My main competition, Katrina, caught me after the final standing stage as I skied my fourth and she skied her only penalty lap. Then we set out on course together for the final 2.5km loop before the finish. I knew she was right behind me and knew that I needed to beat her by 15 seconds in order to win, having started 15 seconds ahead of her. So I really motored to the finish and ended up winning by 9 seconds. Another close race!

2014_01_28-Dump1 008

Saturday’s pursuit podium.

On Sunday, I was very much looking to a mass start format, during which I could race Katrina and the other women head-to-head. I had a good warm up despite the barely-legal -4F thermometer reading, and toed the line with high hopes. I came into the range after the first loop about 10 seconds ahead of the others, got into position, and could not see a thing through my site. Some snow had gotten in there and frozen completely so I had no visibility whatsoever. I spent probably over two minutes on the range blowing hot air through the site trying to clear it out. Finally I shot and missed 4. Still, I set out from there thinking that if I skied fast and hit every target for the rest of the race, I could still win!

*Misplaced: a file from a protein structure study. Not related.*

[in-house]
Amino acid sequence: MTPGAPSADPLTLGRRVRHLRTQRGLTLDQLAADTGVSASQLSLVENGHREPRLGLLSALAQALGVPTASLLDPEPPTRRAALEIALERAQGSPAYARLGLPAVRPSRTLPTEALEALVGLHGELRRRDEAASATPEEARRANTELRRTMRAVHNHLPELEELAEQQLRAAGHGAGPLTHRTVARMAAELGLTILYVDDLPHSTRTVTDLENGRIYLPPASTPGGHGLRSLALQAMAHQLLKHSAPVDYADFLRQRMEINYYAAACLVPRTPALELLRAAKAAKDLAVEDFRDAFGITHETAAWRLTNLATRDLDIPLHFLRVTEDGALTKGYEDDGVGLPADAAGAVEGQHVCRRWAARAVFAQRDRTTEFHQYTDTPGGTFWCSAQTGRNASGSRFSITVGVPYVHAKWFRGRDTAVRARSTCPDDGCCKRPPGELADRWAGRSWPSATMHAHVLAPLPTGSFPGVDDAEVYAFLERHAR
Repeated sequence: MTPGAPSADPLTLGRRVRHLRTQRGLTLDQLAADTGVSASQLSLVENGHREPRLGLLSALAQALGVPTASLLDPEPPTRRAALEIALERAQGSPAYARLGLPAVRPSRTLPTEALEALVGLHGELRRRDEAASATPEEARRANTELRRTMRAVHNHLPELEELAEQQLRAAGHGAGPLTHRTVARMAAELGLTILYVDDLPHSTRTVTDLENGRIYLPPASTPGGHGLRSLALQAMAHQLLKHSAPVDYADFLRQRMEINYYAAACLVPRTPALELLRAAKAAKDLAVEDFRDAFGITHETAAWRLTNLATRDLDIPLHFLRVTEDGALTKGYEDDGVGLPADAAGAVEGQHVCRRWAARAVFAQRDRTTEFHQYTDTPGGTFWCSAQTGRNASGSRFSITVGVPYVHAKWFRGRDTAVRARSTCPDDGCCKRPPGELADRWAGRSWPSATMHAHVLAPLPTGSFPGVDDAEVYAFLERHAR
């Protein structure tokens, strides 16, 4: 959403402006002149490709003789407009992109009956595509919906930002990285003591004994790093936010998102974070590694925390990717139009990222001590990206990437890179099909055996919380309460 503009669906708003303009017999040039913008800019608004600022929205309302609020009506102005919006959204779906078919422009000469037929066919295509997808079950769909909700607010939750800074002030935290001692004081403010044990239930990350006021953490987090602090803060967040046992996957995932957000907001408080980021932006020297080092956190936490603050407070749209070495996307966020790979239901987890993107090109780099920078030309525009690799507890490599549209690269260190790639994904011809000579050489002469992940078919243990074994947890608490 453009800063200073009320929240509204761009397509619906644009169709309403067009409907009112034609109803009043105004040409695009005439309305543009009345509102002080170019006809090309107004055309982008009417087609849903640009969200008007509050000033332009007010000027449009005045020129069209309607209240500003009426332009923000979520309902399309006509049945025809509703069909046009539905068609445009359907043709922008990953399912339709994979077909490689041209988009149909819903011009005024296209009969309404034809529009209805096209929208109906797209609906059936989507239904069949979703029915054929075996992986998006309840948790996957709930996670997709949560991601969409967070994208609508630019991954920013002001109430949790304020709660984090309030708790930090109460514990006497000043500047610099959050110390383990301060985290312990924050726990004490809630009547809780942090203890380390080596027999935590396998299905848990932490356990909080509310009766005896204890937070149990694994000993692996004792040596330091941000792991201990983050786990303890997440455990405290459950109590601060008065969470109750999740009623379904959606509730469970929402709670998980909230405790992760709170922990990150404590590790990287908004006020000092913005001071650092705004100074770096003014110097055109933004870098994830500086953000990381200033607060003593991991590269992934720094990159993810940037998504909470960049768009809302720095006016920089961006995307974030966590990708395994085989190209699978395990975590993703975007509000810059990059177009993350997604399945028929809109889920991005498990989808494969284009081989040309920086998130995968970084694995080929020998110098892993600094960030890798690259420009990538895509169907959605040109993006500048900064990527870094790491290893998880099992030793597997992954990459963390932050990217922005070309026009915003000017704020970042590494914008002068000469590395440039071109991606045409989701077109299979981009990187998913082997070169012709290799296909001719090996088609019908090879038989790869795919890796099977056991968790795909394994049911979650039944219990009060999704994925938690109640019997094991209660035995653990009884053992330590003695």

When I came into shoot the second time, my eye cup– a rubber cylinder through which you view the site– fell right off, probably from having been wrestled with during the ice fiasco, and though it is not actually fundamental to the rifle’s zero, it makes using the site much easier.

eye cup

Rear site with eye cup, shown just above thumb.

rear site

Rear site without eye cup. See that tiny hole? Yeah me neither.

Long story short: I maintained a positive attitude about getting in a good skiing workout, but the shooting went to shambles and skied 15 penalty laps, five of which resulted from my first (AND HOPEFULLY ONLY) time “dirtying” the target. By my calculations I skied almost 15k for what should have been a 12.5k race. Needless to say I do not have a podium photo from Sunday! I’m glad I have that behind me as I head to Europe a week from tomorrow.